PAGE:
Below are images with captions that captures the #ACE_EPSA team’s reflections on different elements, stages, and findings of the ESPA project. Be sure to follow the hashtag #ACE_ESPA on Twitter to keep up to date with the latest from the #ACE_ESPA project.


By co-managers Dr Yvonne Erasmus and Dr Laurenz Langer 

Our year-long #ACE_ESPA project has now officially come to an end. It has been an exciting and challenging year of work, and we’re very grateful to have been able to engage with a new body of evidence. This is our final blog post as part of our project, and as we look back over the year (and forward to the next), we reflect on three things: what we have achieved, what we have learned, and what we are excited about.

What have we achieved?

  • Project outputs

As part of this project, we’ve produced an interactive evidence map, two thematic rapid evidence assessments, one rapid evidence assessment on tools to support environmental decision-makers, and one rapid evidence assessment on research methods. After completing five pieces of work, four associated reports, and one (so far) academic paper, it goes without saying that it has been a busy year!

  • Relationships

We have been very fortunate to work with incredible decision-makers in Africa who have participated with enthusiasm, are committed to evidence-informed decision-making, and have shared with us the amazing strides being made to ensure that environmental decision-making in Africa is evidence-informed.

Without our government partners Kiruben Naicker and Mapula Tshangela from the South African Department for Environmental Affairs, the success that has been #ACE_ESPA would not have been possible.

What have we learned?

  • Growing evidence

Environmental evidence has a long history with a substantive evidence-base, but still some primary research needs exist.  There is much space for young researchers to get involved in the production of primary research evidence that investigates the causal impact of interventions on poverty and ecosystems, both in Africa and beyond. Using the evidence map and the ESPA research plotted on the decision-making wheel would be a great place to understand the primary research needs. In addition, many areas for evidence synthesis remain where large bodies of primary research exists that have not been synthesized in a systematic manner.

What are we excited about?

  • Continuing the conversation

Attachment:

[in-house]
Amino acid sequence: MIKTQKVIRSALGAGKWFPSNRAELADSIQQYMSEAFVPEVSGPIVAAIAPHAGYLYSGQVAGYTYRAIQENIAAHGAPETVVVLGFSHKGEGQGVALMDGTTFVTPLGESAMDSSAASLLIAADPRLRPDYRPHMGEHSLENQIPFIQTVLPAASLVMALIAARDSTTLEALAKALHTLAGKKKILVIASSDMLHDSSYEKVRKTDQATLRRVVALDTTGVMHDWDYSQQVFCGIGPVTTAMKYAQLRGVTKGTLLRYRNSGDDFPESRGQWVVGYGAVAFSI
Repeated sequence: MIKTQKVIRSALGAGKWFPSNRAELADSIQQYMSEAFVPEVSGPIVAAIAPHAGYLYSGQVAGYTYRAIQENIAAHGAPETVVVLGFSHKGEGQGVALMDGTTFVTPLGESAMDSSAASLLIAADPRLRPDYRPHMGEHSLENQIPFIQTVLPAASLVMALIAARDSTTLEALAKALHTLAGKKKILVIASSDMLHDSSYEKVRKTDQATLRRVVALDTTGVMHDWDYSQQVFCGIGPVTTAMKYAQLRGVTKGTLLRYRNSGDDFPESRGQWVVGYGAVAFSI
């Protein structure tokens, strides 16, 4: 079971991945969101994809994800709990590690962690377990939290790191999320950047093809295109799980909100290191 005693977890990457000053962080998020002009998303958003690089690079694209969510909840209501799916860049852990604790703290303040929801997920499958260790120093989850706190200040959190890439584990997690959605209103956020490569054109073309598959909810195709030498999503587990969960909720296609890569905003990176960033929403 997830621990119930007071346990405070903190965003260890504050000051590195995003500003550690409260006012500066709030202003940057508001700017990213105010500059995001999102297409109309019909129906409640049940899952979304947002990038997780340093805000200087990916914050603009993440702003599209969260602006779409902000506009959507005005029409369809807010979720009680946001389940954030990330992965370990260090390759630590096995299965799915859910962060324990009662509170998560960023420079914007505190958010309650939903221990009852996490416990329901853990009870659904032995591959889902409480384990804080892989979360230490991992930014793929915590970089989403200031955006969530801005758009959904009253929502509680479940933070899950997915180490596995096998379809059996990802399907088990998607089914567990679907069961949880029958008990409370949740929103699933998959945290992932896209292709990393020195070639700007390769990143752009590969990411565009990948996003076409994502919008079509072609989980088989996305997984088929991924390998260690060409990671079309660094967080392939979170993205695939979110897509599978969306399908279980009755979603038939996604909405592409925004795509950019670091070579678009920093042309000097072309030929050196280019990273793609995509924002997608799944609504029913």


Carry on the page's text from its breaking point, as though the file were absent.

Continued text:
Our ESPA project may have come to an end, but the conversations to be had regarding this evidence-base are going strong. We’re excited to engage with decision-makers across Africa about how they can use these project outputs in their decision-making. We’re also excited to share with research producers our experiences of carrying out this project the way in which we did.

To end, we thank our partners, team members, and funders: without you, the successful completion of this evidence synthesis project would not have been possible for the #ACEdreamteam.

December 2017: #ACE_ESPA wraps up with incredible outputs from 12 months of work! 

September 2017: The #ACE_ESPA team attends the Global Evidence Summit in Cape Town, South Africa from 13 to 17 September

September 2017: #ACE_ESPA investigates governance in protected areas in one of their rapid evidence assessments


17 – 18 August 2017: Department: Environmental Affairs (DEA) Biodiversity and Evidence Indaba

The #ACE_ESPA project co-manager Dr Erasmus launched the evidence map on the links between interventions related to ecosystem services and poverty alleviation in Africa at the DEA Biodiversity and Evidence Indaba. Laurenz Langer – project co-manager – was active on Twitter, along with a number of ACE partners. Below are a selection of tweets from the day. – Natalie Tannous.

May – June 2017  #ACE_ESPA is getting ready to start our rapid evidence assessments

April – May 2017 #ACE_ESPA engaging with Africa decision-makers using the interactive evidence interface  

January – March 2017 First quarter of #ACE_ESPA ends with an evidence map!